Social media in 2013 has such a strong campus presence that colleges and universities simply can’t afford not to embrace it. So how best can the influx of information and opinions be dealt with? For many higher ed institutions, the answer lies in being proactive, honest, and open. In fact, some institutions are grabbing hold of the next generation of students particularly well, and it’s an attitude that is quickly catching hold.
85% of college admissions offices use social media—but it’s not just for researching applicants. Before being accepted or even applying to certain schools, potential students are searching for information on each and every school; much of this material is being found online. Instead of having students voice opinions about their schools behind closed doors, certain institutions are actually hiring student bloggers to write first-hand about their experiences on campus. Other schools are being proactive by using video messaging and having students interact with their Facebook pages. Tufts University even allows students to submit a one-minute YouTube video along with their application and essay, creating an instant interaction with hopeful high schoolers. And there’s a way to have fun with the whole process, too: UConn recently created a fun video that captures school spirit using current students and alums alike.
Students aren’t sitting still when it comes to engaging with schools either. In fact, 65% of college students engage with brands via social media at least weekly—and a third of those do so at least three times a day. Several colleges and universities are even in the running to receive the social media-focused Shorty Award, and Barnes & Noble College itself uses everything from Pinterest to dorm-life blog posts as ways to not just create noise with students, but to connect with a true dialogue.
From tweeting to each other to creating student-focused video messaging, all these cases have been win-win: The viewers are satisfied and the schools get applicants who are truly interested in all they have to offer.
Last month, we reported an upsurge in e-reading while the popularity of reading in general remained static. However, reading may see a spike in the near future as one county in Texas and one start-up in Israel blaze a digital path to greater accessibility for readers.
Israel-based Tool Boox is an e-bookstore that lets you pay per page you read rather than per book you download. While this may sound like a publisher’s worst nightmare, Tool Boox Founder and CEO Yoav Lorch told Mashable he believes “buying creates a barrier” and trusts this new platform will encourage more readers to try a greater variety of books. Students and researchers may especially benefit from being able to access pertinent articles and book chapters at a fraction of the cost of an entire book. According to Mashable, “It’s easy to imagine a system — perhaps subsidized by university libraries — where they could pay for just the portion they need.”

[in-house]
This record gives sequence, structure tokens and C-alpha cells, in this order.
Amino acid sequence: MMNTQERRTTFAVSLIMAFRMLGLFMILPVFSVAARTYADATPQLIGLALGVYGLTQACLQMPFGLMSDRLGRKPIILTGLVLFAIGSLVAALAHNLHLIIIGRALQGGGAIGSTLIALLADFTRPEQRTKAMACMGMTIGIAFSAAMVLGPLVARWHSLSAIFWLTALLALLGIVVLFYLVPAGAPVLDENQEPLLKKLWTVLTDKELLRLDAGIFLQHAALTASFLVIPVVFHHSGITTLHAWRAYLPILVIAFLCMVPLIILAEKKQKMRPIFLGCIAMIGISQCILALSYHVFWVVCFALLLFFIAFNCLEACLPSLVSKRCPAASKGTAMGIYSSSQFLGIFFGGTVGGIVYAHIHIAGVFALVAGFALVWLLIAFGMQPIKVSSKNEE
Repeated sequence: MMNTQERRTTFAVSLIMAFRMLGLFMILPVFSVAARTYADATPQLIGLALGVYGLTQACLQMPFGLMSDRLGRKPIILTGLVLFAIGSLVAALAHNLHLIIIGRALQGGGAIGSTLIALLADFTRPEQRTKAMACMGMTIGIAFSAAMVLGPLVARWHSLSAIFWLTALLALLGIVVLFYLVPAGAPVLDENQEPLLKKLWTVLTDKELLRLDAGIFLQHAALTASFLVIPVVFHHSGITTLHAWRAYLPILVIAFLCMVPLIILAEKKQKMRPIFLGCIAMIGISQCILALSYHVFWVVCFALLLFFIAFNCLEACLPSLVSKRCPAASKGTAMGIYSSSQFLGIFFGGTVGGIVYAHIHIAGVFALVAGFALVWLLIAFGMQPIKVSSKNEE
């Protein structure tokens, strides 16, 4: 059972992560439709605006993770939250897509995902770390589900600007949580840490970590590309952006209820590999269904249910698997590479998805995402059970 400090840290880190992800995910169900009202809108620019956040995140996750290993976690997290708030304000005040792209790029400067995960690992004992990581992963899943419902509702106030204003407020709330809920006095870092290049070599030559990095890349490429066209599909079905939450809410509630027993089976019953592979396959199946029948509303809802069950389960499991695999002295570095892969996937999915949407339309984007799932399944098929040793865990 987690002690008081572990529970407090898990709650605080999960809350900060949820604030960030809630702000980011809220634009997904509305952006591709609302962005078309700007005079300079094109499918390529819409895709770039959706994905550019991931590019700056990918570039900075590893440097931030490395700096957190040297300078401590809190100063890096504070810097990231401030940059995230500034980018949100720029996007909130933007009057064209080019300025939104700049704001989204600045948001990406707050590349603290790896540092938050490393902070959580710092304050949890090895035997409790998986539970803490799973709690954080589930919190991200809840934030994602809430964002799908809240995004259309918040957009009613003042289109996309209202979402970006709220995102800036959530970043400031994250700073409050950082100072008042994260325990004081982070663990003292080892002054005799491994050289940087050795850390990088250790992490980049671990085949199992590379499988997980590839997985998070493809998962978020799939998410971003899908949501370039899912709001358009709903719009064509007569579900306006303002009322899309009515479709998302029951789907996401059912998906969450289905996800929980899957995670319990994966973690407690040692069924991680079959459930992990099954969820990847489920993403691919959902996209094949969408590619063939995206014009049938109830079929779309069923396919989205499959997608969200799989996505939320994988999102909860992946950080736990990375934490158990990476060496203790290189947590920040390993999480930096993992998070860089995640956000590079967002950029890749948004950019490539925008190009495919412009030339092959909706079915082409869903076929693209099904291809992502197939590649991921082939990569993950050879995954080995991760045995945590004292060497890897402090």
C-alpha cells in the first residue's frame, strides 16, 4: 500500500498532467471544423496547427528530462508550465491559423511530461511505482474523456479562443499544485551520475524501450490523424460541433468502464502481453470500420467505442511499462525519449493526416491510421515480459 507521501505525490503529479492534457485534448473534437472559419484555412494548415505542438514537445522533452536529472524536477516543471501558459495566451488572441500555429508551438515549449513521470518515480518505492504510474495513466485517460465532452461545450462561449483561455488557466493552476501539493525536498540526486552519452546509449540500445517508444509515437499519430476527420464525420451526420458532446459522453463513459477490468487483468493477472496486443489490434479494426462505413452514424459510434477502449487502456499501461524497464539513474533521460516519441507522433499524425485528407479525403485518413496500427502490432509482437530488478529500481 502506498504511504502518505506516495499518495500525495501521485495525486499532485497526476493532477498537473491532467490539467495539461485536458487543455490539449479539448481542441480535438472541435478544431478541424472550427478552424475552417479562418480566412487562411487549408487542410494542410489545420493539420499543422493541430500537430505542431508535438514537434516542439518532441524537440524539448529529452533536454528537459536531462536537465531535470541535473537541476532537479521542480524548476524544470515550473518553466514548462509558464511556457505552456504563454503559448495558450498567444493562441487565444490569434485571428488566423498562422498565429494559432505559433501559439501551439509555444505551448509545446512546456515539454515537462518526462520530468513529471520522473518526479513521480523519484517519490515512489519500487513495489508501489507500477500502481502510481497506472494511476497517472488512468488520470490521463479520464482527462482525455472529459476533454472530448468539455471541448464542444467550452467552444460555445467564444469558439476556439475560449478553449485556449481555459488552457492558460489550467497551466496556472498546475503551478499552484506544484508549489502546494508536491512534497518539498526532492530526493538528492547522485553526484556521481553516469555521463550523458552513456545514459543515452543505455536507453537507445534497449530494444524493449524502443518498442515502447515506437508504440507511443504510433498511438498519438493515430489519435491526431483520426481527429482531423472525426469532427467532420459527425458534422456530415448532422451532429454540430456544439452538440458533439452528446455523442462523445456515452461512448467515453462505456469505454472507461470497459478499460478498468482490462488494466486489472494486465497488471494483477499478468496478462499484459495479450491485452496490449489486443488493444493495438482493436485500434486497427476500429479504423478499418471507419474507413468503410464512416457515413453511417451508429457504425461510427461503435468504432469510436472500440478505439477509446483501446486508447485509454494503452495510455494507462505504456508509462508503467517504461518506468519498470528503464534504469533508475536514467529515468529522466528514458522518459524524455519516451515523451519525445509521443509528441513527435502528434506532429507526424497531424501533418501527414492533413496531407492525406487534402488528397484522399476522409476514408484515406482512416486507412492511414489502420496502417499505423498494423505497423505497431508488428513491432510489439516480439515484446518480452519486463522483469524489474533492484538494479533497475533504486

University subsidies may be exactly what Bexar County, Texas needs to make good on plans to launch BiblioTech, the first all-digital public library system in the US. CNET reports that while many libraries already allow people to download digital books, the residents, students and faculty members in Bexar County, including all of San Antonio, will be able to check out actual e-reading devices. While the project will certainly be expensive, BiblioTech’s chief architect, Judge Nelson Wolff, insists it will only enhance rather than replace the traditional library system. BiblioTech and Tool Boox share a common goal of making it easier for people to get their hands and eyes on books. Any way you look at it that spells good news for readers.
Video chats were once used primarily to connect friends and family members who couldn’t be together for holidays and birthdays; these days, however, they’re used as powerful communication tools everywhere from the highest mountains to the deepest ocean waters. But if a room full of 7-year-olds can Skype with a soldier in Afghanistan, then what might the possibilities be for today’s college class?
- Advisors can speak with students one-on-one to help plan and schedule
- Lecturers can invite students to collaborate real-time with project-based learning instead of just passively watching
- Students can attend class while sick, and guest professors can conference in
- Soon-to-be graduates can practice interview questions since many of today’s companies prefer to interview online
While Skype has hundreds of millions of fans, video-based learning discussions don’t necessarily start with the original video chat company. In the face of fierce competition from video calling newcomers like Viber, RaidCall, and so many more, new doors are opening every month for learning in the higher ed arena. Whether teaching, collaborating, or discussing education strategy, professionals are continuously exploring new video chat add-ons and apps.
HigherEd Live, for instance, is a weekly web show focused on the emerging role of social media and digital media marketing in higher education. The show’s hosts and guests prefer to use Google+ Hangout, since it allows up to 10 people—higher ed professionals, in this case—to video chat and broadcast their discussion live, all for free. Can’t listen live? The “Hangouts” are recorded and automatically uploaded to the host’s YouTube account, so anyone can view the video later and share. Students can use this technology to practice presentations, have mock debates, or take part in any number of studies, workshops, or labs.
With more ways than ever to interact, connect, record, and share, video chatting just may be your most important tool this year.